Known historically for its rich resources of coal and clay, Stoke’s recent plans for the regeneration of its city centre aim to return the region to prosperity.
Acting as a catalyst for this change, Grimshaw’s competition-winning design for the city’s regional bus station marks out the key transport terminus and offers a coherent interchange for the community.
Wrapping a corner site, the canopy rises and falls to create a mutable form: appearing as a shimmering, contemporary shield to the south, and a welcoming timbered environment to the north with sweeping views to Victorian Hanley.
Tapered down at the ends to shelter waiting passengers from the prevailing wind, the roof extends beyond the station edge to connect with the neighbouring public plaza.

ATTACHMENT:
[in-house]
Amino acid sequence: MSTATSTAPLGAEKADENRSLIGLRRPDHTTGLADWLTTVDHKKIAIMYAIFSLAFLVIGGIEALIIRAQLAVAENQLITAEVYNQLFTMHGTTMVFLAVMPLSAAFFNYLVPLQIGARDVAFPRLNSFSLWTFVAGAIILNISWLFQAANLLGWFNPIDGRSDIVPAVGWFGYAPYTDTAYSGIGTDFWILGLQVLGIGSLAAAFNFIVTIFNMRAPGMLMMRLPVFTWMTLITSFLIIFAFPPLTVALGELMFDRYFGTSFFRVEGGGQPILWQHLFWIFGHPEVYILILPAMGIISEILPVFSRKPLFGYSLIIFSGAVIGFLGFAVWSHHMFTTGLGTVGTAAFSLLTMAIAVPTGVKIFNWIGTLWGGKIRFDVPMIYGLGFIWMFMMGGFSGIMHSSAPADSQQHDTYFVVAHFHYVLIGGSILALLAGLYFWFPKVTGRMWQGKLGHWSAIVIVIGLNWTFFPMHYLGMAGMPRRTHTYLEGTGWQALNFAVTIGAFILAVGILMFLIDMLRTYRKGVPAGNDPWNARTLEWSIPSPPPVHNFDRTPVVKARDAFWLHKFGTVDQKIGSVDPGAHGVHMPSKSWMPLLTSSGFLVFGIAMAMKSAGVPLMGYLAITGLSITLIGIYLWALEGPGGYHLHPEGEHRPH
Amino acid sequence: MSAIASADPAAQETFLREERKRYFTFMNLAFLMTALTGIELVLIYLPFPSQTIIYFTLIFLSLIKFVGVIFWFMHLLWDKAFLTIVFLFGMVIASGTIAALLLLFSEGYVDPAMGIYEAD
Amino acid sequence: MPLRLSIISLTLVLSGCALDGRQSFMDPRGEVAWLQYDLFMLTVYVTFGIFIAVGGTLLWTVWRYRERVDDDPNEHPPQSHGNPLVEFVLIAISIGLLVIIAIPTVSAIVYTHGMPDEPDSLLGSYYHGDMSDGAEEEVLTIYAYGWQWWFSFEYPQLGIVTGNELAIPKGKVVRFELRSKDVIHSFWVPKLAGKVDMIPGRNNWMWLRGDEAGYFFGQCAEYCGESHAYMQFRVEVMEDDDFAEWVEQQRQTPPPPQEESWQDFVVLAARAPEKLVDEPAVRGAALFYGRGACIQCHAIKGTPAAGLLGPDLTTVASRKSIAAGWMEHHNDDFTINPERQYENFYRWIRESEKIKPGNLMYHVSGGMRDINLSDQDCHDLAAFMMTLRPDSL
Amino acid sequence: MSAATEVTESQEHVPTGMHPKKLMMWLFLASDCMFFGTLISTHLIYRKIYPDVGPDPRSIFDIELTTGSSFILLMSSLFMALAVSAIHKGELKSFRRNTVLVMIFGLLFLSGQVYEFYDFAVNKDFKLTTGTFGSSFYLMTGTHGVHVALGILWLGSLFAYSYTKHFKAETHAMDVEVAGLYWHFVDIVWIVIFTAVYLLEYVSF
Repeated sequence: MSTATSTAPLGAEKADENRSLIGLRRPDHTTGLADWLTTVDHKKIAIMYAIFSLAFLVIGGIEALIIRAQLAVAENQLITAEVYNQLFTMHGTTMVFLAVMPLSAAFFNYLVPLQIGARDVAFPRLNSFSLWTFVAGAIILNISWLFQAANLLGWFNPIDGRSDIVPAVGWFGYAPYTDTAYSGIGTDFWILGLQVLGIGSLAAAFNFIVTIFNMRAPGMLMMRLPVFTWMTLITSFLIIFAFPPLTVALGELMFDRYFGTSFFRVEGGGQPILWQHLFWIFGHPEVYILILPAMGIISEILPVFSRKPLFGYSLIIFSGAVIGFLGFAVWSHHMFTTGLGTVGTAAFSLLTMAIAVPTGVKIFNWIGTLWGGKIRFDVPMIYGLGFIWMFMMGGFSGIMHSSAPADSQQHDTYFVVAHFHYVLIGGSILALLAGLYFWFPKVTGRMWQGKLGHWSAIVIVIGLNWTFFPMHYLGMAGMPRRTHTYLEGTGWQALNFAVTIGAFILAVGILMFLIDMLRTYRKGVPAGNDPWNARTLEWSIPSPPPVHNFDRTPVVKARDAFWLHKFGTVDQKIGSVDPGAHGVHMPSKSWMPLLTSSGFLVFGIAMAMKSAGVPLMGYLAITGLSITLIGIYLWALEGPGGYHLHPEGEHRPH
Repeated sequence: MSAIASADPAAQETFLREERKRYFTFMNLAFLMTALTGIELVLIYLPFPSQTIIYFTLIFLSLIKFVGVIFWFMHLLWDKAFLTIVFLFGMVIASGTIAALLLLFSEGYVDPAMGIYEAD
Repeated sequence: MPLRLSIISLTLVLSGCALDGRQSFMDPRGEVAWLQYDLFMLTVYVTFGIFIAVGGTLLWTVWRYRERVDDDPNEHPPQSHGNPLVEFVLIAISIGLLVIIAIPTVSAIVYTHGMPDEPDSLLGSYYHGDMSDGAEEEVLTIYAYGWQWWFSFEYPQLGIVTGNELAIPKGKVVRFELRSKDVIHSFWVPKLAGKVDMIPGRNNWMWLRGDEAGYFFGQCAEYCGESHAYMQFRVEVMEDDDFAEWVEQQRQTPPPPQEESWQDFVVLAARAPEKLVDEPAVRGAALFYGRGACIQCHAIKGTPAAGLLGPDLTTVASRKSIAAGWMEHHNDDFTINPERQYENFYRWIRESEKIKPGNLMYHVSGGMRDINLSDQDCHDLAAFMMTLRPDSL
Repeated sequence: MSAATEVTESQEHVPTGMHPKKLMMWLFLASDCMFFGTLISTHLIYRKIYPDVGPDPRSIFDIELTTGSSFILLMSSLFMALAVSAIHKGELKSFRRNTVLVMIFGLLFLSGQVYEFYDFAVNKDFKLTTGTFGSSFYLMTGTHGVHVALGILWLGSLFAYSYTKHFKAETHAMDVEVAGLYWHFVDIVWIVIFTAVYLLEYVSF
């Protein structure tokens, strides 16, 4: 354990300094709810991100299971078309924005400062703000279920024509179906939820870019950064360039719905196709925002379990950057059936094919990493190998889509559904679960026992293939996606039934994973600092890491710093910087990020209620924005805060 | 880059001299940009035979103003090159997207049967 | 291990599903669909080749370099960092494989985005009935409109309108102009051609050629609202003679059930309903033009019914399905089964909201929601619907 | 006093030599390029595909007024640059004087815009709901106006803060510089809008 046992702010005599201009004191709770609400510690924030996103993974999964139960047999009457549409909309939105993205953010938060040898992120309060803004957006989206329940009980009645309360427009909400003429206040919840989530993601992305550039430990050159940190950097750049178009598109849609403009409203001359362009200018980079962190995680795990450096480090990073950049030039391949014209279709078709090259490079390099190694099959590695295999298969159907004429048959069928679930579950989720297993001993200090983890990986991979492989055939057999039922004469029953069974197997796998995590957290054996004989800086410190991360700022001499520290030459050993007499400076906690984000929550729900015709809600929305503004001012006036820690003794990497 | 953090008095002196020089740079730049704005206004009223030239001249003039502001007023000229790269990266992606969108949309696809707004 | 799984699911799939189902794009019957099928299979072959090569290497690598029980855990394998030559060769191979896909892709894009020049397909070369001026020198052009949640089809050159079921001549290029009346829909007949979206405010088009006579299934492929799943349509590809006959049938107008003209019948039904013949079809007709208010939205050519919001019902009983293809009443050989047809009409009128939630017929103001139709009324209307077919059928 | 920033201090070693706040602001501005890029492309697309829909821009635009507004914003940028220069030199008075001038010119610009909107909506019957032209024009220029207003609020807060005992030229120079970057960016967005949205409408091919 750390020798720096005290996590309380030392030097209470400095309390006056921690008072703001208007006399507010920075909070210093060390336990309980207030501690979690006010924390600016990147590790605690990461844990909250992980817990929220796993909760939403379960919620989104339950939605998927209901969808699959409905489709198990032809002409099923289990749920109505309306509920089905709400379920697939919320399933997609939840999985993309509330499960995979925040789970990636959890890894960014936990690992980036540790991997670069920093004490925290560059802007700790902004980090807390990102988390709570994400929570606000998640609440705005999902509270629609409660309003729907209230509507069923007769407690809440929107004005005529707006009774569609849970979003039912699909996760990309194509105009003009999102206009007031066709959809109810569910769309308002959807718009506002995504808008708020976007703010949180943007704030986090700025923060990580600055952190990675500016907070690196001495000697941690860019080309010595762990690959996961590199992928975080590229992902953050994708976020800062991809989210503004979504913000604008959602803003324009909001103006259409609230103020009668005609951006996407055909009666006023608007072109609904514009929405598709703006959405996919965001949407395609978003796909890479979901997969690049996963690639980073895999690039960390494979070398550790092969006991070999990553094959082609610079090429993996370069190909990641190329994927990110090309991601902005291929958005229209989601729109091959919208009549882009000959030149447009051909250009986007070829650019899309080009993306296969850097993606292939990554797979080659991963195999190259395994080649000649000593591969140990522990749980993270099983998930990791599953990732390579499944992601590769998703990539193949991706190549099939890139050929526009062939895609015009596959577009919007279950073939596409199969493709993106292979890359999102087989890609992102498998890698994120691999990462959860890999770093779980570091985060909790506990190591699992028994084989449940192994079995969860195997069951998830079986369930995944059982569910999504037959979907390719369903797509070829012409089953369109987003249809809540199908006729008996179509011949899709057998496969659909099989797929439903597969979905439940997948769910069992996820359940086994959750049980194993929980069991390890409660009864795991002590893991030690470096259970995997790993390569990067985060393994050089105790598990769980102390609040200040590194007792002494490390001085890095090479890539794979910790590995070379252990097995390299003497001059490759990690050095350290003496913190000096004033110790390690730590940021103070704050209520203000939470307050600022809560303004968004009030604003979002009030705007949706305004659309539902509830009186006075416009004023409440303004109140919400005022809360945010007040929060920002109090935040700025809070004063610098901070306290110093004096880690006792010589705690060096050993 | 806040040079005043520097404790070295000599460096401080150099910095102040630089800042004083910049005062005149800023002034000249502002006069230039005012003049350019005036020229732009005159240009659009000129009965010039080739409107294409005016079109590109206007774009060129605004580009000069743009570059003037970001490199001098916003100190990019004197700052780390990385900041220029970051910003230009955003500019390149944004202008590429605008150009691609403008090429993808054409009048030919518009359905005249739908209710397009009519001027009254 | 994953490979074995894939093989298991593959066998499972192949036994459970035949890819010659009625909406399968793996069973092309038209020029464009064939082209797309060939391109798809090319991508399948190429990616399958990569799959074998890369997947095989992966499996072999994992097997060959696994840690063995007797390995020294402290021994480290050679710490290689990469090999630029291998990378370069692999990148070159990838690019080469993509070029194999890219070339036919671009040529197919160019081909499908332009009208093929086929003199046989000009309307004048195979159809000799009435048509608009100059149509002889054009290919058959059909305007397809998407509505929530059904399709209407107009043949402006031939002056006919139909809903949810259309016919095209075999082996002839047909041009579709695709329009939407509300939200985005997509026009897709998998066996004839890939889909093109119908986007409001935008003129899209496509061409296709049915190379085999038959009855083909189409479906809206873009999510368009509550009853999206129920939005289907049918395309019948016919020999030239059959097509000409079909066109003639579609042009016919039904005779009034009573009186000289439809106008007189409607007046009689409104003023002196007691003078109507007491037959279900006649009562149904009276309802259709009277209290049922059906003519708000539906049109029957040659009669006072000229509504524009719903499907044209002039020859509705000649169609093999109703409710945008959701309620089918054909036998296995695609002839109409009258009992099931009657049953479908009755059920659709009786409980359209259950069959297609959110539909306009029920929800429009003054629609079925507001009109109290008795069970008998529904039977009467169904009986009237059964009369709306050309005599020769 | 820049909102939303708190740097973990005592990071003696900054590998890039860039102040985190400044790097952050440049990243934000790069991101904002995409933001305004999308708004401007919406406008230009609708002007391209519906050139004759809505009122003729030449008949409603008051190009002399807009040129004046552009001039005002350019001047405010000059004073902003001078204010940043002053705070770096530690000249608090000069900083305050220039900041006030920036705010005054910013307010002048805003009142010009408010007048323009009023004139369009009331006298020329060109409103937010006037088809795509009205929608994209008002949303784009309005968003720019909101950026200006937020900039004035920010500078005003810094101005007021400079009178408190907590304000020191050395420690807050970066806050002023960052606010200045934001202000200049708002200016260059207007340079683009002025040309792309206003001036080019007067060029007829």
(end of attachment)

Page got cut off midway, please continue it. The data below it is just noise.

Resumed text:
Sitting atop a Staffordshire blue brick plinth with a Carlow blue limestone concourse, the station adopts materials that are resonant in this area. Its gracefully sweeping canopy belies the challenging site constraints, which were carefully resolved to accommodate the difficult routing of buses, the creation of a safe, sheltered environment for passengers and drivers, and a sloping site underpinned by clay and coal.
“Grimshaw has created a graceful, curving bus station in Stoke-on-Trent that might just become a flagship for the city centre's regeneration.”
Pamela Buxton, Building Design
The curvature of the aluminum-clad roof top provides a total of 22 bus stands, the maximum number of stands that could be created.
“The bus station is light years ahead of its time. It is an iconic, skyline building. The opening of this facility is a landmark moment for the city and marks the start of change in Stoke-on-Trent.”
Pete Price, Stoke-on-Trent City Council Assistant Director Technical Services
Rail and Mass Transit →
Stoke on Trent City Council
1,470 sq m